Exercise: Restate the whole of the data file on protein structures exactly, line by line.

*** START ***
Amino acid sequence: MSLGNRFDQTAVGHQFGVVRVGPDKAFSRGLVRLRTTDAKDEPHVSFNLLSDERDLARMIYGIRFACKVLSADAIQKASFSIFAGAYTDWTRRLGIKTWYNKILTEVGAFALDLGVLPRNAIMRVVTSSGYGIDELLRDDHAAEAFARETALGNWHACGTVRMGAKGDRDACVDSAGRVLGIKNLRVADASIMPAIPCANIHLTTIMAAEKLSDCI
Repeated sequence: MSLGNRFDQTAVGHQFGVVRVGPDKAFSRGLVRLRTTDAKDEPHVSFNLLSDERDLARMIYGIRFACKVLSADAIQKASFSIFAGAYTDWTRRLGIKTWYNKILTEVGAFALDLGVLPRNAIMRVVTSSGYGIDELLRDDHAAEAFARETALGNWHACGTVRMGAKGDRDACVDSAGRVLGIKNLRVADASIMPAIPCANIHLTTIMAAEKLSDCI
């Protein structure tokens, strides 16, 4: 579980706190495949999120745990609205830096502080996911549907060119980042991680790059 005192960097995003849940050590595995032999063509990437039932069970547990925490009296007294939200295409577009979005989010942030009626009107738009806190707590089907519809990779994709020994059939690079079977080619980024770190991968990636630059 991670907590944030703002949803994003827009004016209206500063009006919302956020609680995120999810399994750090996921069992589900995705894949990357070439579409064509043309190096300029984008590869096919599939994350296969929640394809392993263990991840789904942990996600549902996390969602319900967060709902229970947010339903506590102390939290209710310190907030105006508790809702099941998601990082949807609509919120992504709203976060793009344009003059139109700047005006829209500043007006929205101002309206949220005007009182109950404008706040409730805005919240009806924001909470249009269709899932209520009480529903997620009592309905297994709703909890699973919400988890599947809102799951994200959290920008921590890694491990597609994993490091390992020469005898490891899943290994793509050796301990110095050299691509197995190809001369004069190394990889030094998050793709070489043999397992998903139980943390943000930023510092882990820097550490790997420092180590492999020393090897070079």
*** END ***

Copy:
Amino acid sequence: MSLGNRFDQTAVGHQFGVVRVGPDKAFSRGLVRLRTTDAKDEPHVSFNLLSDERDLARMIYGIRFACKVLSADAIQKASFSIFAGAYTDWTRRLGIKTWYNKILTEVGAFALDLGVLPRNAIMRVVTSSGYGIDELLRDDHAAEAFARETALGNWHACGTVRMGAKGDRDACVDSAGRVLGIKNLRVADASIMPAIPCANIHLTTIMAAEKLSDCI
Repeated sequence: MSLGNRFDQTAVGHQFGVVRVGPDKAFSRGLVRLRTTDAKDEPHVSFNLLSDERDLARMIYGIRFACKVLSADAIQKASFSIFAGAYTDWTRRLGIKTWYNKILTEVGAFALDLGVLPRNAIMRVVTSSGYGIDELLRDDHAAEAFARETALGNWHACGTVRMGAKGDRDACVDSAGRVLGIKNLRVADASIMPAIPCANIHLTTIMAAEKLSDCI
């Protein structure tokens, strides 16, 4: 579980706190495949999120745990609205830096502080996911549907060119980042991680790059 005192960097995003849940050590595995032999063509990437039932069970547990925490009296007294939200295409577009979005989010942030009626009107738009806190707590089907519809990779994709020994059939690079079977080619980024770190991968990636630059 991670907590944030703002949803994003827009004016209206500063009006919302956020609680995120999810399994750090996921069992589900995705894949990357070439579409064509043309190096300029984008590869096919599939994350296969929640394809392993263990991840789904942990996600549902996390969602319900967060709902229970947010339903506590102390939290209710310190907030105006508790809702099941998601990082949807609509919120992504709203976060793009344009003059139109700047005006829209500043007006929205101002309206949220005007009182109950404008706040409730805005919240009806924001909470249009269709899932209520009480529903997620009592309905297994709703909890699973919400988890599947809102799951994200959290920008921590890694491990597609994993490091390992020469005898490891899943290994793509050796301990110095050299691509197995190809001369004069190394990889030094998050793709070489043999397992998903139980943390943000930023510092882990820097550490790997420092180590492999020393090897070079």